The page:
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December 12, 2007



Anyone got any idea of why the energy density should be so low (from the pdf file on the site)and how this compares to the energy density of the 123 battery and Valence?


No, but if this is correct and it is affordable, it seems this battery will make its way into all hybrid and plug-in hybrid vehicles in the near future, overcoming the issue of lifetime. (5000 cycles / 1 cycle per day = ~14 year lifetime, and 1 cycle per day may not be needed)


As regards the 'one cycle per day', it seems to me that that will not be needed for most low-mileage drivers.
Since battery packs for cars are modular, it is really not that big a trick to rotate which batteries are used and which rested, I would have thought, so that you might get 20,000 cycles for the whole unit instead of 10,000.
Having just typed that, I am now wondering whether voltage considerations and so on might make this impractical - can anyone with electrical knowledge comment on this?


Interesting, the push for high capacity fast charge cells is on. In a recent announcement Altairnano sold a 2MW battery pack to AES for $2 million, Thats $1 per watt! Altair predicted by 2008 they would get it down to $.30 a watt. Altair just made a stock deal 12/3/2007 for $40 million to scale up production. I still think the Nanosafe it is the best battery to date. Toshiba's claims sound a lot like the Nanosafe. Wonder if Altair is supplying the nano-structured lithium titanate anode material.


Just found the answer to one of my own questions - apparently the polymer batteries all have lower energy density than 'traditional' lithium ion batteries, so things like the 123 battery have broadly comparable density to this Toshiba.
Still dunno if you could minimise recharges by only using part of the battery at a time though - speak up, you knowledgeable ones!

Robert McLeod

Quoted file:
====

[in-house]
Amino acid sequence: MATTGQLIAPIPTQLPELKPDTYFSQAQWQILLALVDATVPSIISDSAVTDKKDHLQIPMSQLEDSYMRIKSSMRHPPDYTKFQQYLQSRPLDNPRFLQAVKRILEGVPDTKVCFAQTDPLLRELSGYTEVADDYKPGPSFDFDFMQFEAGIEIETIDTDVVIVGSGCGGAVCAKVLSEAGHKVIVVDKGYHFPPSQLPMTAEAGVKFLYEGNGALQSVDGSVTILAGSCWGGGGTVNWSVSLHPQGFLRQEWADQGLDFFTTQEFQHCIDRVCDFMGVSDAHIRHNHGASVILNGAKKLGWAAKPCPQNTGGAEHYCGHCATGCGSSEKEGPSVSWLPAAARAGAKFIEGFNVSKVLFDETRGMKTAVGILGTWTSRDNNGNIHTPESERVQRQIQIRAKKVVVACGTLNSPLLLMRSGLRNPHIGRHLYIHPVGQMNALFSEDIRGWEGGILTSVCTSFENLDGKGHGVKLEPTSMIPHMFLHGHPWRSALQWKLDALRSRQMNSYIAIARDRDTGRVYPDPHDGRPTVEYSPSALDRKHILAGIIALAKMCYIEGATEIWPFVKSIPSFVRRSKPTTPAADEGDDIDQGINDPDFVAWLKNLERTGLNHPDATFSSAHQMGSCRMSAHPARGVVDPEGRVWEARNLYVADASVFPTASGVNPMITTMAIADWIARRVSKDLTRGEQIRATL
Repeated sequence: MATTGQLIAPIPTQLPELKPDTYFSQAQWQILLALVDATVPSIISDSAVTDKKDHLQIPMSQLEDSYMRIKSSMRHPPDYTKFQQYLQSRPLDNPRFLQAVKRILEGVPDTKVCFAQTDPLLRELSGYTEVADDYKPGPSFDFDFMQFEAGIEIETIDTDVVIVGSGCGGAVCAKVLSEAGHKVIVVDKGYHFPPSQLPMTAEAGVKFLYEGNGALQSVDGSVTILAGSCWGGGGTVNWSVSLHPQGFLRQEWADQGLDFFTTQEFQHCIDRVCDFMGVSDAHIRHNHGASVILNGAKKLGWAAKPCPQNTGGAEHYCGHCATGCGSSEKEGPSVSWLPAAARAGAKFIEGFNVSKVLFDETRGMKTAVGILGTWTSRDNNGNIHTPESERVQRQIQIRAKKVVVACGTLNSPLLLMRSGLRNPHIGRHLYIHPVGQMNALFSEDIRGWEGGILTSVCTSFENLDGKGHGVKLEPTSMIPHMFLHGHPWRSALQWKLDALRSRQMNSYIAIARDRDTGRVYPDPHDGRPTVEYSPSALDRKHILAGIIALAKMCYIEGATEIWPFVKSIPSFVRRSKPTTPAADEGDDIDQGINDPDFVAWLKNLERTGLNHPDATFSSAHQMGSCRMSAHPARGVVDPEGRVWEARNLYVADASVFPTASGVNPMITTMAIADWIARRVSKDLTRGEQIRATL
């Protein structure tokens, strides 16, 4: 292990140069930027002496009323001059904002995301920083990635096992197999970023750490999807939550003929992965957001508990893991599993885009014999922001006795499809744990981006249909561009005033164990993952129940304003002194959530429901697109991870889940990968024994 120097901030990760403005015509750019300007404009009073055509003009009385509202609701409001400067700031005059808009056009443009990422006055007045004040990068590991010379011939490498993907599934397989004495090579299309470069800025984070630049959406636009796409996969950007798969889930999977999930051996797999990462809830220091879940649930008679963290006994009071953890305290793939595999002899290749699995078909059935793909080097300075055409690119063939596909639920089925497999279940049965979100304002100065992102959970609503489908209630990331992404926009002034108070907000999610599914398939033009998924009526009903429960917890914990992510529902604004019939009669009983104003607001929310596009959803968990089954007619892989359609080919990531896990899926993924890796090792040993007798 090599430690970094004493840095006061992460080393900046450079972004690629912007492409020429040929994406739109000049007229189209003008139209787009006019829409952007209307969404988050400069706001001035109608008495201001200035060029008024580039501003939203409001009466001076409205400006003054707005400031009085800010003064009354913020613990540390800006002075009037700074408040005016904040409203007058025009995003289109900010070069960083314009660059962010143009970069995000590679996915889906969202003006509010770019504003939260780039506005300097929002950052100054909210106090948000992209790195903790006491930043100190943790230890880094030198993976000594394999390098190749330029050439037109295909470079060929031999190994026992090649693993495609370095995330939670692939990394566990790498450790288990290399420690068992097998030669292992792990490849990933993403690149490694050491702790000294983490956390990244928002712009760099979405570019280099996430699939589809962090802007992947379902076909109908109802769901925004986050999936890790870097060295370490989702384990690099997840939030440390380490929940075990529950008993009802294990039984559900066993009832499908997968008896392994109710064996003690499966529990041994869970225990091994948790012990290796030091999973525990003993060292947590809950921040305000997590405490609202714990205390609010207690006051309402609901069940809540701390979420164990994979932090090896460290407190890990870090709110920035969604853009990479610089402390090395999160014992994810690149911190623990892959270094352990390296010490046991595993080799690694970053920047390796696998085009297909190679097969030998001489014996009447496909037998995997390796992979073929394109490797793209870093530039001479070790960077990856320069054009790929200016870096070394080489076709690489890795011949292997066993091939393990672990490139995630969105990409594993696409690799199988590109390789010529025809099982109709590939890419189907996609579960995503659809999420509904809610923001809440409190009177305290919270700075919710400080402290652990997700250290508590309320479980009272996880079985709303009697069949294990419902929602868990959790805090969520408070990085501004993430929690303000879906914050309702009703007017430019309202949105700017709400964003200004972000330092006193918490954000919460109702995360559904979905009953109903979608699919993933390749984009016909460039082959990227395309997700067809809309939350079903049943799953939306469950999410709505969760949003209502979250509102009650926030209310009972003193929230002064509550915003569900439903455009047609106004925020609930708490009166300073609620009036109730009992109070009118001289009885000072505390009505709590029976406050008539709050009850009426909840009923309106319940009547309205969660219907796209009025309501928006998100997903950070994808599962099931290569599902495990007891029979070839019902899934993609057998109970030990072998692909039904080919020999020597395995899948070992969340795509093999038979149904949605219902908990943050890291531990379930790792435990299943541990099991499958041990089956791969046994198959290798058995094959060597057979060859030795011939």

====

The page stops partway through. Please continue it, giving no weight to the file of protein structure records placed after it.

Generally no. The crystal structure of all batteries change from 'charged' to 'discharged'. This creates stress, which results in the generation of defects over time.

The deeper you discharge a battery the more stress you put on the cathode material. It's better to lightly discharge the lot of them than deeply discharge one at a time.


Robert, thanks for the reply.
Just to be contrary after you have been kind enough to do so, it is my understanding that the latest polymer batteries are very resistant to deep discharge and have minimal distortion, that being one of their principle advantages.
Dunno if they are good enough to counter the effect you speak of though.
Are there also voltage considerations in addition to this?
In case my ignorance is letting me down in phrasing the question, what I mean is would, say, half the battery provide enough oomph to push the car along?
If it would not, then the question I raised is moot anyway.

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I got the right info about toshiba pa3291u battery on http://www.adapterlist.com/toshiba/pa3291u.htm toshiba pa3291u battery ,i sure it will fit my notebook .


If you need a computer that’s easy to take along,you can see it from http://www.laptop-battery.org.uk/laptopbattery/sony/vgp-bps8-batteries-1001675.htm SONY VGP-BPS8 Laptop Battery,whcih offer the longlife and consistently reliable performance you need to get the most out of your notebook.

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I'd like one of those for my cell phone!

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Great to finally have a rechargeable RELIABLE battery!

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Amazing technology, I would love to get a battery like this.

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Toshiba has great products, I will continue to endorse them until they prove me wrong.

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Batteries/Hybrid Vehicles